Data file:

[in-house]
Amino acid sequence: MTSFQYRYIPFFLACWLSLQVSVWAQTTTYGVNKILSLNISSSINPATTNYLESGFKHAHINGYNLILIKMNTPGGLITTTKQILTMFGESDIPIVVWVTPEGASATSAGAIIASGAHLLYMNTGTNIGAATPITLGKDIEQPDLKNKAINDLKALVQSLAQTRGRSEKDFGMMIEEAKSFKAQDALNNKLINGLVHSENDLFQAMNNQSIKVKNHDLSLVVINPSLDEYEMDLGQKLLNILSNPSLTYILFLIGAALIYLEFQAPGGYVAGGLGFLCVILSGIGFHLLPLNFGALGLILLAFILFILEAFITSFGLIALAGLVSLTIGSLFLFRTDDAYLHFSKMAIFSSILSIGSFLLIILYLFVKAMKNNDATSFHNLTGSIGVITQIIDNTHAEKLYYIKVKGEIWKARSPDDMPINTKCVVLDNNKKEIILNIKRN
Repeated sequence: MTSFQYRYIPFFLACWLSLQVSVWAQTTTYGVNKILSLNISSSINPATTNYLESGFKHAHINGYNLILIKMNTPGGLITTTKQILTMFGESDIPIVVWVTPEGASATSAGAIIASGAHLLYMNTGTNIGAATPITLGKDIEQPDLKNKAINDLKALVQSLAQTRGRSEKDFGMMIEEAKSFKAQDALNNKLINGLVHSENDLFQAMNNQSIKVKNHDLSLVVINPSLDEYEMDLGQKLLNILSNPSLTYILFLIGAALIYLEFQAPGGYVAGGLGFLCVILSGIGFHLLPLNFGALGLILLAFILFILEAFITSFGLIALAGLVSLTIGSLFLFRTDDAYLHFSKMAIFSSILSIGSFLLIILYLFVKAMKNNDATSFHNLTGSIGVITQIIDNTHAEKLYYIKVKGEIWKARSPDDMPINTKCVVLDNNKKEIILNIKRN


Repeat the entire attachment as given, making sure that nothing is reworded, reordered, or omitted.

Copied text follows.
[in-house]
Amino acid sequence: MTSFQYRYIPFFLACWLSLQVSVWAQTTTYGVNKILSLNISSSINPATTNYLESGFKHAHINGYNLILIKMNTPGGLITTTKQILTMFGESDIPIVVWVTPEGASATSAGAIIASGAHLLYMNTGTNIGAATPITLGKDIEQPDLKNKAINDLKALVQSLAQTRGRSEKDFGMMIEEAKSFKAQDALNNKLINGLVHSENDLFQAMNNQSIKVKNHDLSLVVINPSLDEYEMDLGQKLLNILSNPSLTYILFLIGAALIYLEFQAPGGYVAGGLGFLCVILSGIGFHLLPLNFGALGLILLAFILFILEAFITSFGLIALAGLVSLTIGSLFLFRTDDAYLHFSKMAIFSSILSIGSFLLIILYLFVKAMKNNDATSFHNLTGSIGVITQIIDNTHAEKLYYIKVKGEIWKARSPDDMPINTKCVVLDNNKKEIILNIKRN
Repeated sequence: MTSFQYRYIPFFLACWLSLQVSVWAQTTTYGVNKILSLNISSSINPATTNYLESGFKHAHINGYNLILIKMNTPGGLITTTKQILTMFGESDIPIVVWVTPEGASATSAGAIIASGAHLLYMNTGTNIGAATPITLGKDIEQPDLKNKAINDLKALVQSLAQTRGRSEKDFGMMIEEAKSFKAQDALNNKLINGLVHSENDLFQAMNNQSIKVKNHDLSLVVINPSLDEYEMDLGQKLLNILSNPSLTYILFLIGAALIYLEFQAPGGYVAGGLGFLCVILSGIGFHLLPLNFGALGLILLAFILFILEAFITSFGLIALAGLVSLTIGSLFLFRTDDAYLHFSKMAIFSSILSIGSFLLIILYLFVKAMKNNDATSFHNLTGSIGVITQIIDNTHAEKLYYIKVKGEIWKARSPDDMPINTKCVVLDNNKKEIILNIKRN